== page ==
Director: Anthony Russo, Joe Russo
Starring: Chris Evans, Robert Downey Jr, Scarlett Johansson, Don Cheadle, Sebastian Stan
Running time: 147 mins
UK release date: 29 April 2016
This film demonstrates in the usual way why superheroes are basically a daydream of invincible adolescence. That’s not all it does, though, and that’s what makes it unusually interesting. In addition to its titanic, reckless smash-ups between characters who seem able to recover from anything, there are also numerous scenes which inject the genre with what might be its first overtures to a more fragile, reflective, even responsible adulthood.
The film begins in the customary fashion. Super-well-equipped villains undertake super-crimes which are halted just in the nick of time by superheroes – excuse me, apparently now we are supposed to say ‘enhanced persons’, as the early, somewhat laboured dialogue stresses – and these enhanced persons leave behind them a fallout of ruin, also as per custom. Instead of instantly moving on to the next videogame-like conflict and leaving it all to get cleaned up by some cosmic mother, though, they get locked in a room and forced to face the consequences of the mess. Crumbled apartment buildings, civilian deaths, paralytically damaged developing world infrastructures – all of these, we now see, are the previously uncounted costs of the mega-feats we have been enjoying in the big screen backstories.
This is deliciously subversive and discomfiting stuff, especially for an ex-pat who has been unsure in his patriotism since a teenage conversion to Christianity and decidedly doubtful about the ‘manifest destiny’ of America since discovering the term at university. The tension is well-represented in the argument that erupts between Captain America (Chris Evans) and Tony Stark aka Iron Man (Robert Downey Jr), the symbols of a residual Second World War feeling of American geopolitical righteousness on the one hand, and the hyper-affluent, US-based (but increasingly post-national) face of big industry on the other. While Cap would stand firm on the apparently solid ground of simple things like friendship, the call of duty and a man’s prerogative to act on his conscience, Mr Stark is sensitive to the hazards of unilateral action and the prudence of compromise to the extent that he begins to sound, even to his own ears, distressingly if sensibly middle-aged.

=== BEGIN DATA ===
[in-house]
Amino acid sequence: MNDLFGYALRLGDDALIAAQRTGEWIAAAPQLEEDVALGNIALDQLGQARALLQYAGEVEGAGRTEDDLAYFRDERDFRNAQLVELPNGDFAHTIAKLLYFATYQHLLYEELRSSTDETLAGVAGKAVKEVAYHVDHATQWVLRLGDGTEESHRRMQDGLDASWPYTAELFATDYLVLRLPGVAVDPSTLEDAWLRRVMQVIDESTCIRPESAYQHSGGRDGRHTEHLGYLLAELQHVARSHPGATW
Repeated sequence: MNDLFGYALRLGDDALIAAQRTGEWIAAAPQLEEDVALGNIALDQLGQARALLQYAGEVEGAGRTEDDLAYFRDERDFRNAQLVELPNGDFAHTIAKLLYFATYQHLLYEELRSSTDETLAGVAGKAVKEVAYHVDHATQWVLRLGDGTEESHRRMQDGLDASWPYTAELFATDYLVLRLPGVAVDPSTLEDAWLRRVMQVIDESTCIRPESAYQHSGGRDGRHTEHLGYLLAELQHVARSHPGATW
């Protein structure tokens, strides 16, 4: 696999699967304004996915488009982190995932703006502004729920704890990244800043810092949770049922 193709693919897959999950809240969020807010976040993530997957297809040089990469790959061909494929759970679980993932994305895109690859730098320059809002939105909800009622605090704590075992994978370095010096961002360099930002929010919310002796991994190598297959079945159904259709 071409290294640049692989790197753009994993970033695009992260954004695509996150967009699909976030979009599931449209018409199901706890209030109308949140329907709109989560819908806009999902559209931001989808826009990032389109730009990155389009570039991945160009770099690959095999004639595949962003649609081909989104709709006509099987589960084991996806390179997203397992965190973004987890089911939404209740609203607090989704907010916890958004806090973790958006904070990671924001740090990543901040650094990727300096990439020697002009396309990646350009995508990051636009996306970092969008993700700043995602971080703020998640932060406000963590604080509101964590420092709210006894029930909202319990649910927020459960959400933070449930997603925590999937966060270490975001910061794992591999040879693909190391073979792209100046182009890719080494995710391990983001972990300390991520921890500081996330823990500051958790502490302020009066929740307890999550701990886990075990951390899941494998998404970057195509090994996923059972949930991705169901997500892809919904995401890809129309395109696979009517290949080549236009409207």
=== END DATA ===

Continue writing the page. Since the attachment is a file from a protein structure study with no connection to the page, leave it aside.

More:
This dialectic is, I think, a revealing lens through which to watch the film. Not, heaven forfend, as prophesying a literal internecine North American armed conflict, but as playing out a crisis deep in the American national consciousness. It has been suggested that Plato’s Republic can be read not only as a treatise on the ideal city but also as a reflection upon the well-ordering of the individual person: that is, the corporate existence among different persons is also an image of the various powers and proclivities inside a singular person. The city stands as an image of the citizen and vice versa.
So, when in Civil War we see the great powers of the Marvel films aligned against one another, we will do well, if the franchise has not already overstretched our sympathies, to shudder at the immensity of the conflict. These are not simply semi-comical half-adults slugging it out in oversized kids’ costumes – although they may also be that – they are the avatars of the spiritual coming of age of a people. The rest of the world may do rightly to sneer, if they do, at what in this is essentially a super display of teenage narcissism, but if there are remnants here of genuine idealism and childhood innocence, and I think there are, we will do even more rightly to consider what it would mean if this were lost.
If I were to venture an unqualified criticism of the film, it would be this – SPOILER ALERT – that nobody we care about dies. Yes, there are the aforementioned, albeit abstract, civilian death stats. Yes, there is the mother of one such casualty who accosts Tony Stark at an elevator and puts a human face on the news report. But the superheroes – sorry, enhanced persons! – in whom we are emotionally invested have yet to develop a vulnerability which allows them to pay the highest price for what they believe. It is this more than anything that precludes their super antics from the attaining the sublimity of humble adulthood, and may also be the reason, with what must be recognised as an increasingly impressive self-critique, they have adopted a humbler name.